ABSTRACT
This Article highlights the contributions that Judge Diana Murphy made to federal Indian law jurisprudence and its real world impact. In addition to discussing her opinions, it describes the substantial contribution she made to Indian country as the Chair of the U.S. Sentencing Commission.

Citation: 
Carlson, Kirsten Matoy, Judge Murphy’s Indian Law Legacy (August 9, 2019). 103 Minnesota Law Review 37 (2018). Available at SSRN: https://ssrn.com/abstract=3435173

Kirsten Matoy Carlson

Wayne State University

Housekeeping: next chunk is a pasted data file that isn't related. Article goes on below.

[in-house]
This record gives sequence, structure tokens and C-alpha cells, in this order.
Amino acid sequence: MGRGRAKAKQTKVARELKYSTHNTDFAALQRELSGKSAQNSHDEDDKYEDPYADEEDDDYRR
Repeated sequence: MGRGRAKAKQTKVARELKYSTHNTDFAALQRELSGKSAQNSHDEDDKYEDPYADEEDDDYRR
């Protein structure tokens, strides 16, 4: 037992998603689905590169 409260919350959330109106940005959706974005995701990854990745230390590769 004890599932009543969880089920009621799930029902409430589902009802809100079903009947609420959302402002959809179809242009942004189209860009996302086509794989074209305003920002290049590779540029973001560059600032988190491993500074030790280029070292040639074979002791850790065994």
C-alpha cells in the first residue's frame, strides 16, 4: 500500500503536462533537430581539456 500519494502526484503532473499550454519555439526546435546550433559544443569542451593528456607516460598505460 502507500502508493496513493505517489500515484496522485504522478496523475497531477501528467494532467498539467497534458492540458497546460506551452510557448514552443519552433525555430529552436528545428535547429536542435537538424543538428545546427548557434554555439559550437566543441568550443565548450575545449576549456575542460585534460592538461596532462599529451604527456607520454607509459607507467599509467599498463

Kirsten Matoy Carlson is an Associate Professor of Law and Adjunct Associate Professor of Political Science at Wayne State University.  Her interdisciplinary, empirical research focuses on legal advocacy and law reform, with particular attention on the various strategies used by Indian nations and indigenous groups to reform federal Indian law and policy effectively. It has been funded by the National Science Foundation (NSF) Law and Social Science Program and the Levin Center at Wayne Law. Her recent article, Lobbying Against the Odds, was selected for presentation at the Yale/Stanford/Harvard Junior Faculty Forum at Harvard Law School.  Her articles have appeared in the Michigan Law Review, University of Colorado Law Review, Indiana Law Review, Harvard Journal on Legislation, Law and Society Review, and American Indian Law Review. Carlson earned a Ph.D. in Political Science and a J.D. from The University of Michigan. She previously served as a law clerk to the Honorable Diana E. Murphy of the U.S. Court of Appeals for the Eighth Circuit, received a NSF dissertation research grant, and was a Fulbright Scholar in New Zealand. 

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